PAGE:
The workarounds are (1) a separate clock to control the recorder, (2) a voice-activated tape recorder or (3) record onto the fixed disk of your PC. Though there are a number of multiple-event recording programs, for Windows, we like the inexpensive program Total Recorder by Highland Criteria.


Simply put, the controls have the tuning characteristics of the Drake SW8 (discontinued in September 2000). Although there may be minor differences between the two sets, we found nothing of note. The filter set, the keypad and the AM synchronous selectable side band performance functions are easy to access.

As with the SW8, there is no noise blanker and no passband tuning.

The audio is outstanding and it sets the Satellit 800 apart from the other tabletops. (We cannot classify this radio as a portable due to its weight and size.)

Sat with mug

Late evening, before Midnight on the east coast of North America, our test signals are Radio New Zealand International on 17675 and some of the Voice of Russia relays from the Far East. We compared radios, using the whip antennas, side-by-side: the Satellit 800, Drake SW8, Sangean ATS-505 and Sony ICF-SW07. On a second look, the audio quality is much better than the JRC NRD-525 and on the DSP Ten-Tech RX-350. No surprise here, in either case. Without test instruments, our ears suggested that the Satellit 800 was slightly more sensitive than the SW8. Given the Satellit 800’s superior audio section, the audio certainly sounded better than the SW8. The SW07 topped the ATS-505 in signal strength, again no surprise, but the latter with the larger speaker had better audio. Adding headphones to the ICF-SW07 set things right.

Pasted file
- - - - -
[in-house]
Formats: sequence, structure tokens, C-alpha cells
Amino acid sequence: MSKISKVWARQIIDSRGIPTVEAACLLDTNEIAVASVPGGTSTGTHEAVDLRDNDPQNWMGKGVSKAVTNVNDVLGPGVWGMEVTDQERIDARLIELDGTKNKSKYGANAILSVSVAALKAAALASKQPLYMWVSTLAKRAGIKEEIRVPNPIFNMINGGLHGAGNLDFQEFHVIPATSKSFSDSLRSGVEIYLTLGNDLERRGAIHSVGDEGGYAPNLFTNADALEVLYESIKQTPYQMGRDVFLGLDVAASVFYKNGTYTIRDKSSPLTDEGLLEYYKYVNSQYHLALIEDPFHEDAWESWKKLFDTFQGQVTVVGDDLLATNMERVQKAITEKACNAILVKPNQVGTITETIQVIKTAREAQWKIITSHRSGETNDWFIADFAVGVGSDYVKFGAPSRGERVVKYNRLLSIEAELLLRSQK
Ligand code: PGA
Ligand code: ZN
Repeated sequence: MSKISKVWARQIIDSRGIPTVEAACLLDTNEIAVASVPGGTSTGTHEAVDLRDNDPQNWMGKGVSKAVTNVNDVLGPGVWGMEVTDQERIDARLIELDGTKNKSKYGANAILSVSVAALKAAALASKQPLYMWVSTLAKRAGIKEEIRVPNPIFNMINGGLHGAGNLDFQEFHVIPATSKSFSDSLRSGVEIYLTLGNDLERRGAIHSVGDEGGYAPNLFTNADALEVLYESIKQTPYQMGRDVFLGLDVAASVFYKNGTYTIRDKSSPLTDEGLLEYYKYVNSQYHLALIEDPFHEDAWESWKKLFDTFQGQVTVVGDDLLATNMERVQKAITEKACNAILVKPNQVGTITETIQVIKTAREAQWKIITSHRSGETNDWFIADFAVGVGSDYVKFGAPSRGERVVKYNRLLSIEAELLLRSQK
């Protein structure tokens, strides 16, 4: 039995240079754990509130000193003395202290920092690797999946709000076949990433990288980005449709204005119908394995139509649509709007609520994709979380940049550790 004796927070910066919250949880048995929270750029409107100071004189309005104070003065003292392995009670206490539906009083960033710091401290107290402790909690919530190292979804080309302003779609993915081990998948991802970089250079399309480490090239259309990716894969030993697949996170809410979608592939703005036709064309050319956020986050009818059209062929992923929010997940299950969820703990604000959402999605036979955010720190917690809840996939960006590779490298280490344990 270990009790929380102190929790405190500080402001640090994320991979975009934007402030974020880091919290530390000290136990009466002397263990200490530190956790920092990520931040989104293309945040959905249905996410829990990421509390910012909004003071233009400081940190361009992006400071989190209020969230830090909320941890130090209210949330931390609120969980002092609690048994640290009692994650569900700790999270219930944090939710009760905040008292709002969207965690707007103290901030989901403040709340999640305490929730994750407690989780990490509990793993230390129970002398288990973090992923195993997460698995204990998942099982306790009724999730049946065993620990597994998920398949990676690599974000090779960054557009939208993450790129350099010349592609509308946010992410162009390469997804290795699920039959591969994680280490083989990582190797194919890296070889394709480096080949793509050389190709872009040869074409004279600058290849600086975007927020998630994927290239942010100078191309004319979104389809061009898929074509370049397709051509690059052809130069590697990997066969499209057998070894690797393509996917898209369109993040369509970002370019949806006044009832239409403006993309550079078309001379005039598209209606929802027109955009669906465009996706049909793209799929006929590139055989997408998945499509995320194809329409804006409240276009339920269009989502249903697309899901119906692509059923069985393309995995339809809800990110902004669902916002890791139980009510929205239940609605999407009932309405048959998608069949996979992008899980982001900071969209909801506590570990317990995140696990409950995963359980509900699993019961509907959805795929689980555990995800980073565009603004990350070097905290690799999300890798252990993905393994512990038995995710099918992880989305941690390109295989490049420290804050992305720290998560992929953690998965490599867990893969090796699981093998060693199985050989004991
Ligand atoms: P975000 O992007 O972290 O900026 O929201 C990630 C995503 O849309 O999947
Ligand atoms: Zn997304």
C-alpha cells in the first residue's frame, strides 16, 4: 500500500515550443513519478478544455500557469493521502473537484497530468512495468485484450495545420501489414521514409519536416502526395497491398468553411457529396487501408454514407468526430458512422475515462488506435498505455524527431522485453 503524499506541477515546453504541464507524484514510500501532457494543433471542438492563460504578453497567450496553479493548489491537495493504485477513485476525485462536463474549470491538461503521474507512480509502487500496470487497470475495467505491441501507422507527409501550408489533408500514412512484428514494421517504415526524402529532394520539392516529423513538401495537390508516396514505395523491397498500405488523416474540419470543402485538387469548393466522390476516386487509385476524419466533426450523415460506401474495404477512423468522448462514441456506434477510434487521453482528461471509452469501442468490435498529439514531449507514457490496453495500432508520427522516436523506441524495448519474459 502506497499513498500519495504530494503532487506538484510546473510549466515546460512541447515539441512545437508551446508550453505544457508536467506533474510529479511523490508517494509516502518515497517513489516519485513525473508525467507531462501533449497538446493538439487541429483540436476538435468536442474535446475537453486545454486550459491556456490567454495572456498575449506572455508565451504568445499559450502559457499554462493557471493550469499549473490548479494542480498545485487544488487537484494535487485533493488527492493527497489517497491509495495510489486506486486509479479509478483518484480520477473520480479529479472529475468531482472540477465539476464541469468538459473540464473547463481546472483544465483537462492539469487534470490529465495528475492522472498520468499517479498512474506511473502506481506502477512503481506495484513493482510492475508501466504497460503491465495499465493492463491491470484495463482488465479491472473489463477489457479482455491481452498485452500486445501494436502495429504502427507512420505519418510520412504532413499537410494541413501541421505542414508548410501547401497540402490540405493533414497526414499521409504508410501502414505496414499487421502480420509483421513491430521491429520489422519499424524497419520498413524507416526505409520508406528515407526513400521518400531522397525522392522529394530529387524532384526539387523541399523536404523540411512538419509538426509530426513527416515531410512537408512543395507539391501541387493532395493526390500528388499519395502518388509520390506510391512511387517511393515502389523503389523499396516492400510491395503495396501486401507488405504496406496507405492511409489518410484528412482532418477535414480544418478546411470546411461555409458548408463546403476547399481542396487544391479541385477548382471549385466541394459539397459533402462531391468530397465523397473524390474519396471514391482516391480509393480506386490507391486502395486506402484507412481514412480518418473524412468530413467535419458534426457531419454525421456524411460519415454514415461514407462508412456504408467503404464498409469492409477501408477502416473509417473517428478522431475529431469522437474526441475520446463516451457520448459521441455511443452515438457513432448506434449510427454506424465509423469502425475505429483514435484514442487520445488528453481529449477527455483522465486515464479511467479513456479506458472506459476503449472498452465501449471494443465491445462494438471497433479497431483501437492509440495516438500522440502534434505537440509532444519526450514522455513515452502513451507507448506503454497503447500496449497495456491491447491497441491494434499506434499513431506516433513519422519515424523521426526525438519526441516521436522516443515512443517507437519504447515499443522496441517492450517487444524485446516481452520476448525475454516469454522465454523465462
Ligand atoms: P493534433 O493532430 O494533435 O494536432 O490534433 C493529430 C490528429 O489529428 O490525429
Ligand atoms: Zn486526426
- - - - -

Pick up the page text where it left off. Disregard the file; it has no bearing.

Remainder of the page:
Tuning through the 49-metre band, the Satellit 800 (and Drake SW8) had to fend off strong signals from Sackville, Antigua and Bonaire. The AM synchronous modes certainly helped, but in our opinion you would not want to make an evening listening to something 5 kHz away from these powerhouse stations.


At first glance the radio’s fit and finish seemed fine. The display is huge; it can be read from across the room. The controls are widely spaced, quite a different approach to the smaller radios of today. We believe visually impaired and physically handicapped persons would have an easy time operating this radio.

In 2000, the tuning knob shaft wobbled significantly as the knob was turned. In 2002, that has been corrected with the use of high-quality ball bearings.